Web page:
The Canadian build quality and superior customer service is a real bargain. Most other acoustics at this price are still built overseas.
It’s not the best choice for loud, hard playing.
Some people might not be impressed by the simple look of the guitar. It’s definitely not a flashy performer.
See the S6 QI in action here:
Which Acoustic-Electric Guitar is Right for You?
The Yamaha is our top choice for players on a budget, as well as people who want a cutaway model for soloing high up on the fretboard. It’s very affordable, provides solid-top tone, and has a very good reputation for quality. Its tone provides a wide range of sounds, and works for a variety of styles. However, in the hands of an experienced player, it doesn’t sound as good as the more expensive models.
The Hummingbird is our recommendation for singer-songwriters, and people who perform live more frequently. It’s designed specifically for vocal accompaniment, and has a distinctive look which stands out on any stage. We particularly like the higher-end electronics, which allow the Hummingbird to sound just as good plugged in as it does on its own. It’s ideal for any vocal-led style of music, from country to rock to bluegrass. The only downside is that it doesn’t have quite as rich a tone as the Seagull.
For the best quality in tone and build, we strongly recommend the Seagull. It’s one of the only guitars in its price bracket that’s built in North America, which assures you of a higher level of quality. The Seagull also has a more distinctive, soulful tone than the Yamaha or the Epiphone. However, if loud strumming is a big part of your repertoire, the cedar top might not be quite as satisfying to you.
How to Shop for the Best Acoustic-Electric Guitar
Look at the onboard equipment:
The onboard electronics are the most important feature to look for on an acoustic-electric guitar. They’re the whole reason you’re buying an A/E and not adding aftermarket pickups to a great acoustic. It’s important to have great acoustic tone, but A/Es are all about how they translate that sound to plugged-in setups. You want to look at the pickups, preamps, and tone adjustment features.
The most common types of pickups are piezo-mounted pickups, which are usually built into the bridge of the guitar, under the strings, or sound hole pickups, which are located inside the soundhole. Both provide great amplified tone.
Overall, piezo pickups are a bit sharper and more defined, while sound hole pickups translate some more of the warmth of an acoustic guitar. No matter which sort you get, you can adjust the tone with an EQ as you plug in.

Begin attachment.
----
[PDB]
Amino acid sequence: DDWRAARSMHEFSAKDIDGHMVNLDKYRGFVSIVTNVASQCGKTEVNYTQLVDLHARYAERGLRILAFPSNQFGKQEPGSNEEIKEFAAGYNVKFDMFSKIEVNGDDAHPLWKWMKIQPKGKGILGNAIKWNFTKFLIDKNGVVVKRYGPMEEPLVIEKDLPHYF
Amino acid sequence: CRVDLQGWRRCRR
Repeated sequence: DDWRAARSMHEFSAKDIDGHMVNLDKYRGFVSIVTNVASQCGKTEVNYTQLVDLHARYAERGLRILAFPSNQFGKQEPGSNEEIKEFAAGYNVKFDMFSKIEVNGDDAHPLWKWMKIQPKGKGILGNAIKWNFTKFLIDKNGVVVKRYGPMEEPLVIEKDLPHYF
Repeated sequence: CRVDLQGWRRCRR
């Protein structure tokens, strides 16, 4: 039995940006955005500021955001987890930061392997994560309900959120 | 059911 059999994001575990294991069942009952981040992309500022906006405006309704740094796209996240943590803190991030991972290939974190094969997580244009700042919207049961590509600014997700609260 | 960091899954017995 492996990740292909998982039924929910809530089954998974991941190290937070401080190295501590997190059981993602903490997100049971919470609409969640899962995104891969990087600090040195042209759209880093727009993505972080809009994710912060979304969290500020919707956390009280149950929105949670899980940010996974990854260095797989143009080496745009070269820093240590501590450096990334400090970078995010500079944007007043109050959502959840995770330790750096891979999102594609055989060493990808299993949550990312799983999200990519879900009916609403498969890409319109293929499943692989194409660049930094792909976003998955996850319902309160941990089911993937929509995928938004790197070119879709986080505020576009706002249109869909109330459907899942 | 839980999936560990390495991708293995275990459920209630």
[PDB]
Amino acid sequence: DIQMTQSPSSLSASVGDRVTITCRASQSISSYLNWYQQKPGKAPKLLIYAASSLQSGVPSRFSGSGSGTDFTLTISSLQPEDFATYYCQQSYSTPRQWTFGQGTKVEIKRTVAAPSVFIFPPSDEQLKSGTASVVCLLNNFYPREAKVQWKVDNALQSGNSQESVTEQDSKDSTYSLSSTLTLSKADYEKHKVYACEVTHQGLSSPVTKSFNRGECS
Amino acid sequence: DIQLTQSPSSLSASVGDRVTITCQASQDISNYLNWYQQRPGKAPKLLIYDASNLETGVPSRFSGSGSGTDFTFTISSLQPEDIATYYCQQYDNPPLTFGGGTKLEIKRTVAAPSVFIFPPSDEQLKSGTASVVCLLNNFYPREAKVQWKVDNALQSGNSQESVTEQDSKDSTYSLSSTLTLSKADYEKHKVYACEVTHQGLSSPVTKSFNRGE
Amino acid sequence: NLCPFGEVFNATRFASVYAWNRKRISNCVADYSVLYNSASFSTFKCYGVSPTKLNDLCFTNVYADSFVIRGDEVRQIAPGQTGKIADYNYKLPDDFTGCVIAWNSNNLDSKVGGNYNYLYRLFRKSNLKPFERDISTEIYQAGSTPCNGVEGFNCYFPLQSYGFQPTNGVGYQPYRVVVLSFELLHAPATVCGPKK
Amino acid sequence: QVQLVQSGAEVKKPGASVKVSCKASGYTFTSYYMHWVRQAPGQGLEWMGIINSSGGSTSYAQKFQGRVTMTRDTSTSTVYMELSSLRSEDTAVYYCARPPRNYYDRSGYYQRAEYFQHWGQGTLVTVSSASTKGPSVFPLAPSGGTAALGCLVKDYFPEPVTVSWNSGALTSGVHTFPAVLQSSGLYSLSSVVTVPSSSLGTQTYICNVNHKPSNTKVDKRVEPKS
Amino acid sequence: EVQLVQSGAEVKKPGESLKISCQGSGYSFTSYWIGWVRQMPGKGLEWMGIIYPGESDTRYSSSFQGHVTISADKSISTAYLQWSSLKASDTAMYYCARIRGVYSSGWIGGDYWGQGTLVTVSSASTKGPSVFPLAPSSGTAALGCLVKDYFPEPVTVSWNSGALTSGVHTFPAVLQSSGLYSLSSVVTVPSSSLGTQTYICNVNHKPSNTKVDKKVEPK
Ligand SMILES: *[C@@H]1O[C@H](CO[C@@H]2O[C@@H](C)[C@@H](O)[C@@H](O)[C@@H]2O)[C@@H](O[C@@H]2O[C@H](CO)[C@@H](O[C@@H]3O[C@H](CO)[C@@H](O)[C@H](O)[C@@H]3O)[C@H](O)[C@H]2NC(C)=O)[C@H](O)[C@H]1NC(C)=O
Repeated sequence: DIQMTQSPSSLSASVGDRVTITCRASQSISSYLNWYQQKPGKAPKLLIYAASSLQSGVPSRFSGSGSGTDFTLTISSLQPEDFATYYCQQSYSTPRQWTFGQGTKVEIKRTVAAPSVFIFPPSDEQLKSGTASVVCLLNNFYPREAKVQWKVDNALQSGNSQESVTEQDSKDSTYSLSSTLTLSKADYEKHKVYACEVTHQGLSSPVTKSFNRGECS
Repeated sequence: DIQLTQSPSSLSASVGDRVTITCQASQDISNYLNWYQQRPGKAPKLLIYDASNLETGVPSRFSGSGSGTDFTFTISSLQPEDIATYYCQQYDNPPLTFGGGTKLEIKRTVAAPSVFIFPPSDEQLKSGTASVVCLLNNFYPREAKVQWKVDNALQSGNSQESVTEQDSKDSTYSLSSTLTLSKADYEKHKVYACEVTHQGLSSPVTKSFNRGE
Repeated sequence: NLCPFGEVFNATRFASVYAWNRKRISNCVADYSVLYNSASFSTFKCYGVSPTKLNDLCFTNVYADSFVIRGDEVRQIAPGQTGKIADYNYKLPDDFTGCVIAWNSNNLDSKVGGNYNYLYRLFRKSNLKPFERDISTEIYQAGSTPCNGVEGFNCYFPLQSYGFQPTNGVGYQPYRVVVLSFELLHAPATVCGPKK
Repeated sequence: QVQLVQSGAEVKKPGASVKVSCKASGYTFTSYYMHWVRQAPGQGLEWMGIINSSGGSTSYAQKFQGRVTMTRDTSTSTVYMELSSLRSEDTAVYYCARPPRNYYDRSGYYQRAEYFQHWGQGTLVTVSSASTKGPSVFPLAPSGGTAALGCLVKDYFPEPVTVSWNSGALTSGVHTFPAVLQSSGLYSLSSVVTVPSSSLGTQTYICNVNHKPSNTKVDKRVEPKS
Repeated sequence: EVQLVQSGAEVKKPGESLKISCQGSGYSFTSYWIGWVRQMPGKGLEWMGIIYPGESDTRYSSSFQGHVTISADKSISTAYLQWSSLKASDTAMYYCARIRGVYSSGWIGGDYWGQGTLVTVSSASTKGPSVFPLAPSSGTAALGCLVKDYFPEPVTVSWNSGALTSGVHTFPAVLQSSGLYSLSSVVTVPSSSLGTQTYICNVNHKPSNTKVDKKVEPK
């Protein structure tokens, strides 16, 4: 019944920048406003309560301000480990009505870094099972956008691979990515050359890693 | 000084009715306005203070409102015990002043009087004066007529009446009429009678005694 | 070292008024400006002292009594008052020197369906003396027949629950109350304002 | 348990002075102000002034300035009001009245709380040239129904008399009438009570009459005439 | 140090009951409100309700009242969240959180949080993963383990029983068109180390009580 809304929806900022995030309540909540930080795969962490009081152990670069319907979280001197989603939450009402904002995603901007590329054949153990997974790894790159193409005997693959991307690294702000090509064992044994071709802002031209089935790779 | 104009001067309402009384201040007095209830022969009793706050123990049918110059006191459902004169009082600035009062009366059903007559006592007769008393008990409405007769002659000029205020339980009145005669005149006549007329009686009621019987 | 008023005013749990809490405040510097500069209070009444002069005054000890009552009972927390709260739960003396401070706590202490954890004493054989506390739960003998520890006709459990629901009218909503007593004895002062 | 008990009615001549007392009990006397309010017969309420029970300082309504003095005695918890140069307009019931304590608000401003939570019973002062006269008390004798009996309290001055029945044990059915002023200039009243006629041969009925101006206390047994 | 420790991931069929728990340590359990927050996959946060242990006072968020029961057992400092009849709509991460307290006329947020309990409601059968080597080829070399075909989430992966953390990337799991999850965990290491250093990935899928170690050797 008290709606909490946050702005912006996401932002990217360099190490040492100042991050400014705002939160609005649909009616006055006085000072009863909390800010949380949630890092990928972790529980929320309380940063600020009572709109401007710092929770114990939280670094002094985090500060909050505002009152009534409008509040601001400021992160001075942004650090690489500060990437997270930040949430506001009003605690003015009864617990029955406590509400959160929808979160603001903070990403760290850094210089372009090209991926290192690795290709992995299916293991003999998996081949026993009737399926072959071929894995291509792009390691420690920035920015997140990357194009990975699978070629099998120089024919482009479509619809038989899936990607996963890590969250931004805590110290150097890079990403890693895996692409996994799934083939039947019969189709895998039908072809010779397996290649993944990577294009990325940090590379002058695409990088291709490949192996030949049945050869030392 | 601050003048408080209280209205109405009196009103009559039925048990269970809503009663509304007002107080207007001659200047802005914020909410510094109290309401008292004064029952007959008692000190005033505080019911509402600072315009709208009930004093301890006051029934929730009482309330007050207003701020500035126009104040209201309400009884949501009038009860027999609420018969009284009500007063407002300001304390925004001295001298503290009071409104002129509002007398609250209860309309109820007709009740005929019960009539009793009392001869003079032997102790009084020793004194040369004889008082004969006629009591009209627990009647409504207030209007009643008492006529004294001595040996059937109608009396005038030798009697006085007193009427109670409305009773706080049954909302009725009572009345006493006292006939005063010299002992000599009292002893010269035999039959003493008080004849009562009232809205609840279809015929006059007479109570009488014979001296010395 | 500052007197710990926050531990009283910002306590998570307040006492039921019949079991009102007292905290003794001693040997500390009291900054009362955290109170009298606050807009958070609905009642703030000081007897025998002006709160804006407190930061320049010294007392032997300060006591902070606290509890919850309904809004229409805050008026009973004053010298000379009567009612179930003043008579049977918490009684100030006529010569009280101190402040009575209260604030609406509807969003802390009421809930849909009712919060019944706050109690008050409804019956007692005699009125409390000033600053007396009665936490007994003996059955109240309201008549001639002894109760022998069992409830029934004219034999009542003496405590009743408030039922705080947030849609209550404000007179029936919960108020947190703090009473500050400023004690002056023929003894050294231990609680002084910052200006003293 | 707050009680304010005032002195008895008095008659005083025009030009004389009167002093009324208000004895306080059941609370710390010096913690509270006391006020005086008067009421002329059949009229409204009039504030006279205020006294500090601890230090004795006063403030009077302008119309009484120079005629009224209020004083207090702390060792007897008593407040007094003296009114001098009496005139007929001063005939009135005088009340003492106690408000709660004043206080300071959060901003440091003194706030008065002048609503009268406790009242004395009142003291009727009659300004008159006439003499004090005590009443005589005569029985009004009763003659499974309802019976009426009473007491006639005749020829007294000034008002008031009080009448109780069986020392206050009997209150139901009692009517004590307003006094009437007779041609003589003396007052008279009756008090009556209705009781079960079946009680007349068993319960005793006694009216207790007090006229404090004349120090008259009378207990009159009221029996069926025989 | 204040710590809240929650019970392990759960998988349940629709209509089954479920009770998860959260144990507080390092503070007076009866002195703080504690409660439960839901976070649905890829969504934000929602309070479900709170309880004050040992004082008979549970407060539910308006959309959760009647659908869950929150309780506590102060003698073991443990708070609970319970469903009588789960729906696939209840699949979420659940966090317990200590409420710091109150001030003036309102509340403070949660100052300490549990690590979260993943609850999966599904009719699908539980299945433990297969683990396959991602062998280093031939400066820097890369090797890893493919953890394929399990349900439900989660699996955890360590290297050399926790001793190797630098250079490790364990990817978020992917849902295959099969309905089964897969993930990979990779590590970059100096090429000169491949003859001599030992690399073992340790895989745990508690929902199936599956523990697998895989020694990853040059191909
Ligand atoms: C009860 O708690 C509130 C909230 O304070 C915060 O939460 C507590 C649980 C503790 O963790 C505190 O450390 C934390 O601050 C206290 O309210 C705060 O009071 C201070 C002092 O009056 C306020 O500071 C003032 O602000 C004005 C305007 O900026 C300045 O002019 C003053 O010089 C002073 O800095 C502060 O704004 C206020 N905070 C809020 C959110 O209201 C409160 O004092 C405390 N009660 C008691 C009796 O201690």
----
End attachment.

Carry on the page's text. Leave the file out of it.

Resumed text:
You should also expect some basic adjustments on the guitar. Usually, you’ll have volume and tone adjustments, as well as a tuner. Some models have EQs and other features built in.
More adjustments aren’t always necessary, as you can always adjust things at the pedalboard or the amp. However, onboard adjustments do make playing live easier for people with a limited amplification setup.
Look for solid tonewoods:
While electronics are the defining feature of an acoustic-electric guitar, you want to be sure to avoid skimping on the tonewoods of your guitar.
You’ll want to look for the same things you’d expect of a plain acoustic–solid pieces of wood, from pine, spruce, mahogany, or other big resonators.
For clarity, look for maple, cherry, or spruce. For a more mellow, rich sound, try mahogany, koa, or cedar.
Solid woods have more cohesive tonalities than laminates. This not only provides better tone and resonance unplugged, but also allows a guitar’s sound to be magnified more effectively.
Cutaways vs. full bodies:
Cutaway neck designs are ideal for soloing. That becomes more important plugged in, when audiences can really hear your intricate fretwork. Cutaways are more common on A/E models, for that reason.
Of course, nothing beats a full body for projection and depth. If you’re a singer-songwriter, or a rhythm player, you’re probably going to be looking for a full-body model.
Decide on your budget:
Acoustic-electric guitars start at around $200, more often than not, and can cost well above $2,000. After $750 or so, most acoustic guitars are acoustic-electric as a matter of course.
We wouldn’t suggest spending below $250 or so, as cheaper models tend to be from off brands and have subpar electronics (defeating the whole point of an acoustic-electric).
The more you spend, the more solid pieces of wood you can expect to find on your guitar. More expensive models also have better onboard equipment, and fewer flaws in the fit and finish.
Avoid gimmicky crossover models:
There are a fair number of thinned-down acoustic guitars which are supposed to land somewhere between an acoustic guitar and an electric guitar.
Many of them have the shape of common acoustic guitars, but add a bit of depth so you can play acoustically. While many of these guitars are certainly playable, they tend to sound disappointing unplugged. They don’t have the body size to give you proper resonance, especially if you’re playing with other instruments.
To see more guitars that are popular with fellow musicians, take a look at Amazon’s best-selling acoustic-electrics or visit our homepage here!